1 Samuel 15: 34- 16: 13; page 202
Then Samuel left for Ramah, but Saul went up to his home in Gibeah of Saul. Until the day Samuel died, he did not go to see Saul again, though Samuel mourned for him. And the Lord was grieved that he had made Saul king over Israel.
The Lord said to Samuel, “How long will you mourn for Saul, since I have rejected him as king over Israel? Fill your horn with oil and be on your way; I am sending you to Jesse of Bethlehem. I have chosen one of his sons to be king.”
But Samuel said, “How can I go? Saul will hear about it and kill me.”
The Lord said, “Take a heifer with you and say, ‘I have come to sacrifice to the Lord.’ Invite Jesse to the sacrifice, and I will show you what to do. You are to anoint for me the one I indicate.”
Samuel did what the Lord said. When he arrived at Bethlehem, the elders of the town trembled when they met him. They asked, “Do you come in peace?”
Samuel replied, “Yes, in peace; I have come to sacrifice to the Lord. Consecrate yourselves and come to the sacrifice with me.” Then he consecrated Jesse and his sons and invited them to the sacrifice.
When they arrived, Samuel saw Eliab and thought, “Surely the Lord’s anointed stands here before the Lord.”
But the Lord said to Samuel, “Do not consider his appearance or his height, for I have rejected him. The Lord does not look at the things man looks at. Man looks at the outward appearance, but the Lord looks at the heart.”
Then Jesse called Abinadab and had him pass in front of Samuel. But Samuel said, “The Lord has not chosen this one either.”
Jesse then had Shammah pass by, but Samuel said, “Nor has the Lord chosen this one.”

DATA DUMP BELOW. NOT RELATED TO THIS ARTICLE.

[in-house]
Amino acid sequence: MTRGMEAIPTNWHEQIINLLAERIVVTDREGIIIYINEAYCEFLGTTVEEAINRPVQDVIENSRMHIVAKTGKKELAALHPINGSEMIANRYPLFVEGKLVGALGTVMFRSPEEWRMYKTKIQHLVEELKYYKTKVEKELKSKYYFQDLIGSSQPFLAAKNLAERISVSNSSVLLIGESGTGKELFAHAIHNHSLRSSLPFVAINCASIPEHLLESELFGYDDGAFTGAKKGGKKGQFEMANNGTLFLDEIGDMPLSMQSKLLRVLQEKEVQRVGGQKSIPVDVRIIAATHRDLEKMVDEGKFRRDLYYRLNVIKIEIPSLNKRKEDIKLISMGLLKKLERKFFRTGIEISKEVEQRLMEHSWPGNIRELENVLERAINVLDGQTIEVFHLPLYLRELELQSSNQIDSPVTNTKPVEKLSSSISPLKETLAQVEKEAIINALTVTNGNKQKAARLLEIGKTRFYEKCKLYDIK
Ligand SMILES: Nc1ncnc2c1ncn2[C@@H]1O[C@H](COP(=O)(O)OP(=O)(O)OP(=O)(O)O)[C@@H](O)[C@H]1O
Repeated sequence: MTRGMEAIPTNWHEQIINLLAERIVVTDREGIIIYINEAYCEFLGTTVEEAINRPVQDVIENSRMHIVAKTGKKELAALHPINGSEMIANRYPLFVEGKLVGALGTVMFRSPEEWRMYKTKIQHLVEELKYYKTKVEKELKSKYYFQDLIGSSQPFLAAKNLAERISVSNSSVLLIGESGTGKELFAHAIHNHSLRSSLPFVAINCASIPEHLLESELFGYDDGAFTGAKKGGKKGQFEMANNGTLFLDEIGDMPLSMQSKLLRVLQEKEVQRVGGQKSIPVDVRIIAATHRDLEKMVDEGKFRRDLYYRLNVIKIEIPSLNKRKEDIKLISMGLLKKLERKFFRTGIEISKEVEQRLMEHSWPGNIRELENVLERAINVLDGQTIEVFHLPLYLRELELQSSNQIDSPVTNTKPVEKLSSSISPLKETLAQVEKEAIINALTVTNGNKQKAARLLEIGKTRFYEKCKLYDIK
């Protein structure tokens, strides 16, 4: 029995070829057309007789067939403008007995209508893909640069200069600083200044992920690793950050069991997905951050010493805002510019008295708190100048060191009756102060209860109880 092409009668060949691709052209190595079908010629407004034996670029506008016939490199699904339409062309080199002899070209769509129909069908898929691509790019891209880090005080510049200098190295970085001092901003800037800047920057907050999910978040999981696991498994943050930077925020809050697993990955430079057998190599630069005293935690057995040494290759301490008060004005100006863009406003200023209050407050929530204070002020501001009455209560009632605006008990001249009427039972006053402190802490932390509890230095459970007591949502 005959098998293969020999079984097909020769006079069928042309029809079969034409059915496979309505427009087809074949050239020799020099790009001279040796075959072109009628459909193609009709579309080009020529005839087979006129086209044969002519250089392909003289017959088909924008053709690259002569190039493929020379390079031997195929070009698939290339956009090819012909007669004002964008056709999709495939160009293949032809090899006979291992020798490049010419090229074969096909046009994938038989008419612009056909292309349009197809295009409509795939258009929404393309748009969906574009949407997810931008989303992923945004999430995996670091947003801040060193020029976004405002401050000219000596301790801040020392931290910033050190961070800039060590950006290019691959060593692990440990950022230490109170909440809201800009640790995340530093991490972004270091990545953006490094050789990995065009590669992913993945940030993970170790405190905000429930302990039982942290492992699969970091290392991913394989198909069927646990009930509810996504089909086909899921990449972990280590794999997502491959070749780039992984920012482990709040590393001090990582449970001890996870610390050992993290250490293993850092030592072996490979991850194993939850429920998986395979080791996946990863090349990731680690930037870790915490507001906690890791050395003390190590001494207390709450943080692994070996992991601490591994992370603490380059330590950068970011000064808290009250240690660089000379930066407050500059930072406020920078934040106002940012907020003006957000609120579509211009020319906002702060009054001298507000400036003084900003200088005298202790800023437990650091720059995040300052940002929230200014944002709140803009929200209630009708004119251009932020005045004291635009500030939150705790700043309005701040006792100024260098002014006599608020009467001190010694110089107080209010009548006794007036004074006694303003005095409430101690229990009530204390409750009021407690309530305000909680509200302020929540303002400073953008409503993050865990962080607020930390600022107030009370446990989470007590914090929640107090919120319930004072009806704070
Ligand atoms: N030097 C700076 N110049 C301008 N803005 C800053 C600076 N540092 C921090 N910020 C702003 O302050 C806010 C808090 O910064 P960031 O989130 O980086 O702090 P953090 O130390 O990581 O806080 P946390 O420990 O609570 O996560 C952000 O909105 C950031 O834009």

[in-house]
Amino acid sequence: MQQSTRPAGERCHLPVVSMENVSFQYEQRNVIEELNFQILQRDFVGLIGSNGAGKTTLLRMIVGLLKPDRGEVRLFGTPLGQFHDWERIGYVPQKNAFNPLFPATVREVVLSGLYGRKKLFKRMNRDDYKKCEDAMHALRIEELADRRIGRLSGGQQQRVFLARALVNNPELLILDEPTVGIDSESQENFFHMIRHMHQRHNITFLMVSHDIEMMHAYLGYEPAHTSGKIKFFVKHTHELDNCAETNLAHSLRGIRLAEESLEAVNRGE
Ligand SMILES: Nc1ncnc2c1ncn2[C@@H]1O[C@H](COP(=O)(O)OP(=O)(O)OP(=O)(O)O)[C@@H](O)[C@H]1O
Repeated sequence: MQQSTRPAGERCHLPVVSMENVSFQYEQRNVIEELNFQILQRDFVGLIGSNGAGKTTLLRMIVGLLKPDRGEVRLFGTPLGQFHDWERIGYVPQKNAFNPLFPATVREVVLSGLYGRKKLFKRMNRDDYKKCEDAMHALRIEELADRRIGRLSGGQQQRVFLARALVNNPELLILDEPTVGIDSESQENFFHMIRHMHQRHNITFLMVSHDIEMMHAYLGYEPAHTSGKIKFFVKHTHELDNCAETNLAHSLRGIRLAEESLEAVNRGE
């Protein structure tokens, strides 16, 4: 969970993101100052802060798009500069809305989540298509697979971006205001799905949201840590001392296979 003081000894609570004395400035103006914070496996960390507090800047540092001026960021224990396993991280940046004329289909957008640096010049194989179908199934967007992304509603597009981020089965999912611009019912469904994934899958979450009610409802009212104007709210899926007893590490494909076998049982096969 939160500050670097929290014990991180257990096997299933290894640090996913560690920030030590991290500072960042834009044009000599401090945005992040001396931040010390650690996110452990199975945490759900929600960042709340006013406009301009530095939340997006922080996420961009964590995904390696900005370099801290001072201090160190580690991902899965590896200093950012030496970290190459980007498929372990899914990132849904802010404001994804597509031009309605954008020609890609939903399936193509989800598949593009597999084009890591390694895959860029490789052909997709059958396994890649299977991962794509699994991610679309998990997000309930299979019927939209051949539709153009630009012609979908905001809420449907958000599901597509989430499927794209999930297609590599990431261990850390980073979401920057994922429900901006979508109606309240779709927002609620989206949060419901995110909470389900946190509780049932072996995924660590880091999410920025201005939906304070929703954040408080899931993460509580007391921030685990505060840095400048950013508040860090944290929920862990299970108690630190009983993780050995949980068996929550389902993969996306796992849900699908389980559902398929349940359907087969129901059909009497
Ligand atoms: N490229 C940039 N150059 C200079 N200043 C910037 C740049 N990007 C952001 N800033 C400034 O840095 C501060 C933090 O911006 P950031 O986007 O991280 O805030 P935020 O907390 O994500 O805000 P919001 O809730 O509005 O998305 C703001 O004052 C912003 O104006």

Jesse had seven of his sons pass before Samuel, but Samuel said to him, “The Lord has not chosen these,” So he asked Jesse, “Are these all the sons you have?”
“There is still the youngest,” Jesse answered, “but he is tending the sheep.”
Samuel said, “Send for him; we will not sit down until he arrives.”
So he sent and had him brought in. He was ruddy, with a fine appearance and handsome features.
Then the Lord said, “Rise and anoint him; he is the one.”
So Samuel took the horn of oil and anointed him in the presence o f his brothers, and from that day on the Spirit of the Lord came upon David in power. Samuel then went to Ramah.
The Apostle Paul wrote, “When I was a child, I talked like a child; I thought like a child, I reasoned like a child. When I became a man I put childish ways behind me.”
I have put a lot of childish ways behind me in the past seven weeks of fatherhood – like all you fathers, I guess I had to put something behind to make room for the worry that I now carry.
I can pinpoint an exact moment when I realized that this change had occurred – that I was no longer a 28 year-old worried primarily with my own well being – that I was now a 28 year old primarily concerned with a little girl, who, I proudly add is in the 95th percentile for height and weight.
You see – I had a premonition that helped me realize just how worrisome Fatherhood can be. I was ridding down 5 Forks towards Stone Mountain, and a little girl, 7 or 8 years old, was riding her bike down the side walk. In my imagination it were as though Lily was riding her bike, and I was watching as she rode all by herself, just one bad move away from the on-coming traffic. I could feel my palms sweat and my stomach clinch. But it got worse, because on the next block is that great Sunflower field – the one with the scarecrow always dressed-up in seasonally appropriate outfits – and back a few weeks ago when I was having this experience he happened to be dressed in a graduation gown.
I almost had to pull over.
So when one of our congregations finest Bible scholars, Marilyn Eckman, asked me in our Monday afternoon Bible study where we had just read our passage from 1st Samuel – the passage where young David, too small for Jesse to consider that he might be the one God was choosing to be the next King – how I would feel if the prophet Samuel came into our house to anoint Lily to be the Queen. I couldn’t reply any other way than to say, “Marilyn, I can’t physically handle the idea of my little girl riding a bike, much less becoming a monarch.”